When distinguished researcher James Jackson takes over as director of what is often called the best social research institute in the world, he will face the task of maintaining its considerable reputation.

Beth Dykstra
Jackson

“This is one of those cases that we often have at Michigan when we have the best program in the world — the first course of business is always keeping it the best,” Provost Paul Courant said.

Courant announced last week that distinguished researcher James Jackson will take over as director of the University’s Institute for Social Research, effective July 1.

Jackson currently directs the ISR’s Research Center for Group Dynamics, the Program for Research on Black Americans and the Center for Afroamerican and African Studies. He is also a social psychologist and the Daniel Katz Distinguished Professor of Psychology.

“He’s been at the University for over 30 years and has an international reputation as one of the leading social researchers of our time,” Courant said. “It’s a long list of accomplishments. He’s a very, very able man.”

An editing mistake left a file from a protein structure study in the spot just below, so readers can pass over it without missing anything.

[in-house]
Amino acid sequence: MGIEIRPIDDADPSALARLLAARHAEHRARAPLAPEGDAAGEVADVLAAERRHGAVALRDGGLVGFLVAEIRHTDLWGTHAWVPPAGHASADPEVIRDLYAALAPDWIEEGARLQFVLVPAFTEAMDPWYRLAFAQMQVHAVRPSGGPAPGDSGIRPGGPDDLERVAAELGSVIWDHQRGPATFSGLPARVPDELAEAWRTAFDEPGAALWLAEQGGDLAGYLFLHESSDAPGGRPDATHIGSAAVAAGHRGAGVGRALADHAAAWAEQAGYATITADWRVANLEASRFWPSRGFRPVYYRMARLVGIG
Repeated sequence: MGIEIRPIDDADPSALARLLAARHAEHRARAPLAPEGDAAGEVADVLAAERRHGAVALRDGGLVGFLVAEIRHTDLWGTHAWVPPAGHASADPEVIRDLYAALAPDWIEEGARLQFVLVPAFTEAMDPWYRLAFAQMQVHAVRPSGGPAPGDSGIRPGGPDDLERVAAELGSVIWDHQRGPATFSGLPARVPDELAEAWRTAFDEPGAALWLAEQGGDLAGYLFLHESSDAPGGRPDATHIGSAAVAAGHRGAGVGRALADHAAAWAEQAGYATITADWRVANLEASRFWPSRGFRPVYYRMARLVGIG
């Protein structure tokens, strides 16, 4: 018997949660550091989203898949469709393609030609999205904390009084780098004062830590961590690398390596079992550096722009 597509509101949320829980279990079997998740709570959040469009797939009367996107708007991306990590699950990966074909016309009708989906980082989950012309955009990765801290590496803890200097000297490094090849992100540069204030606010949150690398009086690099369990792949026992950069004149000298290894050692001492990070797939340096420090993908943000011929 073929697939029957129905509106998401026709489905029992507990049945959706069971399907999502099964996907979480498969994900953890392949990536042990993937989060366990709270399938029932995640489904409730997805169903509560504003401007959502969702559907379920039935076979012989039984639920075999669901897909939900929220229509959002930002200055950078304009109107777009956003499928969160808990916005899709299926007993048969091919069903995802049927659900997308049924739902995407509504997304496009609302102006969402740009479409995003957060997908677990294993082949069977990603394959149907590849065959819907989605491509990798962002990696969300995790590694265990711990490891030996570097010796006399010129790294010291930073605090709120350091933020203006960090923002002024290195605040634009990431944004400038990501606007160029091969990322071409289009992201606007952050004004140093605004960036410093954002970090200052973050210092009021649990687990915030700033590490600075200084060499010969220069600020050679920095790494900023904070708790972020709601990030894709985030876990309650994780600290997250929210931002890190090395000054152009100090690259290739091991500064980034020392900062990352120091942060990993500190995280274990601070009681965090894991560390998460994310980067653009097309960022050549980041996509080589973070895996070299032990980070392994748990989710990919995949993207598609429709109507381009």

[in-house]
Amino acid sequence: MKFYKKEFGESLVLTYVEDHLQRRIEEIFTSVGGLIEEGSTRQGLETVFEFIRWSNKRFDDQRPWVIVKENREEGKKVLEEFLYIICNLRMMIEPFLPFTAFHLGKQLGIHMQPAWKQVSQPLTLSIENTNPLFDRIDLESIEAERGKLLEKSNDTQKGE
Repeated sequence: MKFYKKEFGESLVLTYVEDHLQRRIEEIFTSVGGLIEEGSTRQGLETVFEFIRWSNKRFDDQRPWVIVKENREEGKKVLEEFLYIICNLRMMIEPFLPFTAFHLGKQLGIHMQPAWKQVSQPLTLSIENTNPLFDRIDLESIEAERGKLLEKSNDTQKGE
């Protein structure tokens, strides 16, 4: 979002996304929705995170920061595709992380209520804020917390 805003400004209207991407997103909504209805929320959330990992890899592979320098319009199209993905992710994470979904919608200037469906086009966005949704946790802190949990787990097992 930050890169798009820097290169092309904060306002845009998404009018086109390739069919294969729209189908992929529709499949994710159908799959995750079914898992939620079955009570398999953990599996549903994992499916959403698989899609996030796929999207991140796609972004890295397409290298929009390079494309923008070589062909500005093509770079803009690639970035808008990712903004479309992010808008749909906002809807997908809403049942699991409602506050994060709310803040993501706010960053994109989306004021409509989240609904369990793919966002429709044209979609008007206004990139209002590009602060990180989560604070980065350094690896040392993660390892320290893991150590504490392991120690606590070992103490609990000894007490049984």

In 1980, Jackson directed the first-ever survey with a nationally representative sample of black Americans. Finding blacks to survey in the rural South and urban areas was easy, but surveyors wanted a truly nationally representative sample, including blacks in mainly white, sparsely populated areas such as Montana and Wyoming.

Going door-to-door would have been too expensive and taken too long. Jackson’s idea to ask whites in the area, who knew exactly where all the black families lived, solved the problem. He dubbed the procedure the Wide Area Sampling Procedure — WASP.

He has published many books and articles, most notably on race relations, aging, health, immigration and African-American politics.

As the head of ISR, Jackson will lead over 600 regular staff members and more than 1,000 temporary employees involved in fielding surveys all over the country. He will also be in charge of a budget of about $75 million a year.

Jackson will replace current ISR Director David Featherman, who is stepping down after his second five-year term as director. He will remain in ISR, becoming the director of its Center for Advancing Research and Solutions for Society.

“I am very pleased that James will guide the institute through what could be a challenging period for the institute’s scientific leadership because of tighter federal funding,” Featherman said in a written statement. “He will be a strong advocate for the importance of social science in national conversations about important policies like Social Security and Medicare.”

Jackson will also aim to increase collaboration among the different centers under the umbrella of ISR.

 

 

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